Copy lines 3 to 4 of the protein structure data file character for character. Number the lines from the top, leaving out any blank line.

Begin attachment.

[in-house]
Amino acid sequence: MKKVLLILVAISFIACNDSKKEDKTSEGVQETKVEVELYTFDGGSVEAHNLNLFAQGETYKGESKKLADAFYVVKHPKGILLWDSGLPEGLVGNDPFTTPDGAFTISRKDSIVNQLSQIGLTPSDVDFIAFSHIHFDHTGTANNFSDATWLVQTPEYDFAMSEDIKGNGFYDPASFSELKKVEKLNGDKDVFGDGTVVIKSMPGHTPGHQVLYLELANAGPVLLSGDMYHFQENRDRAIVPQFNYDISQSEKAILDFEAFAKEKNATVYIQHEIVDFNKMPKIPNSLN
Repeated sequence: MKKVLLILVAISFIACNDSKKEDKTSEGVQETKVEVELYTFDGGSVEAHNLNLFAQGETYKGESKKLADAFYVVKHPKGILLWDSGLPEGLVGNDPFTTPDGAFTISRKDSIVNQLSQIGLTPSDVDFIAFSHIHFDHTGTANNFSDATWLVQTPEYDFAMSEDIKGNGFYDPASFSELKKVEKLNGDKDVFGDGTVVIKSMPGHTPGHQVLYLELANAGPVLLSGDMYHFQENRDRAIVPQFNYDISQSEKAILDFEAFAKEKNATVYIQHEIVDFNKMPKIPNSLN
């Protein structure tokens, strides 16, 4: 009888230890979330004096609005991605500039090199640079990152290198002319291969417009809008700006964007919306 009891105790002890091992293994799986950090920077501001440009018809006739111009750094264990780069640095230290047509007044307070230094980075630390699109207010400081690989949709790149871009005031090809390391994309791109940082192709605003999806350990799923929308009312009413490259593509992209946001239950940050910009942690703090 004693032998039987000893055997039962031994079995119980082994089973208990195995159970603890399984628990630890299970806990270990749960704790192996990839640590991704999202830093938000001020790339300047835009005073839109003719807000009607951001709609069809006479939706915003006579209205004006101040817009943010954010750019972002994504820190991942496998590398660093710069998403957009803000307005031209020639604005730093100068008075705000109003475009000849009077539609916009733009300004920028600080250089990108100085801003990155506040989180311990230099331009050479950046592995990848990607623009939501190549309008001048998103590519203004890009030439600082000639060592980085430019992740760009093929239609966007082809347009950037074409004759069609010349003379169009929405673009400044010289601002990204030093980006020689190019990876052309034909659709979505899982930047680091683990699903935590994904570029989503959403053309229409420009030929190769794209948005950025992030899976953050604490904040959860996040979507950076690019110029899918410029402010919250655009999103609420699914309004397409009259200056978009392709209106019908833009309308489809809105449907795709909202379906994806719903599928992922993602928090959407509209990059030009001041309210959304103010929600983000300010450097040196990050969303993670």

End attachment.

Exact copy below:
Repeated sequence: MKKVLLILVAISFIACNDSKKEDKTSEGVQETKVEVELYTFDGGSVEAHNLNLFAQGETYKGESKKLADAFYVVKHPKGILLWDSGLPEGLVGNDPFTTPDGAFTISRKDSIVNQLSQIGLTPSDVDFIAFSHIHFDHTGTANNFSDATWLVQTPEYDFAMSEDIKGNGFYDPASFSELKKVEKLNGDKDVFGDGTVVIKSMPGHTPGHQVLYLELANAGPVLLSGDMYHFQENRDRAIVPQFNYDISQSEKAILDFEAFAKEKNATVYIQHEIVDFNKMPKIPNSLN
């Protein structure tokens, strides 16, 4: 009888230890979330004096609005991605500039090199640079990152290198002319291969417009809008700006964007919306 009891105790002890091992293994799986950090920077501001440009018809006739111009750094264990780069640095230290047509007044307070230094980075630390699109207010400081690989949709790149871009005031090809390391994309791109940082192709605003999806350990799923929308009312009413490259593509992209946001239950940050910009942690703090 004693032998039987000893055997039962031994079995119980082994089973208990195995159970603890399984628990630890299970806990270990749960704790192996990839640590991704999202830093938000001020790339300047835009005073839109003719807000009607951001709609069809006479939706915003006579209205004006101040817009943010954010750019972002994504820190991942496998590398660093710069998403957009803000307005031209020639604005730093100068008075705000109003475009000849009077539609916009733009300004920028600080250089990108100085801003990155506040989180311990230099331009050479950046592995990848990607623009939501190549309008001048998103590519203004890009030439600082000639060592980085430019992740760009093929239609966007082809347009950037074409004759069609010349003379169009929405673009400044010289601002990204030093980006020689190019990876052309034909659709979505899982930047680091683990699903935590994904570029989503959403053309229409420009030929190769794209948005950025992030899976953050604490904040959860996040979507950076690019110029899918410029402010919250655009999103609420699914309004397409009259200056978009392709209106019908833009309308489809809105449907795709909202379906994806719903599928992922993602928090959407509209990059030009001041309210959304103010929600983000300010450097040196990050969303993670």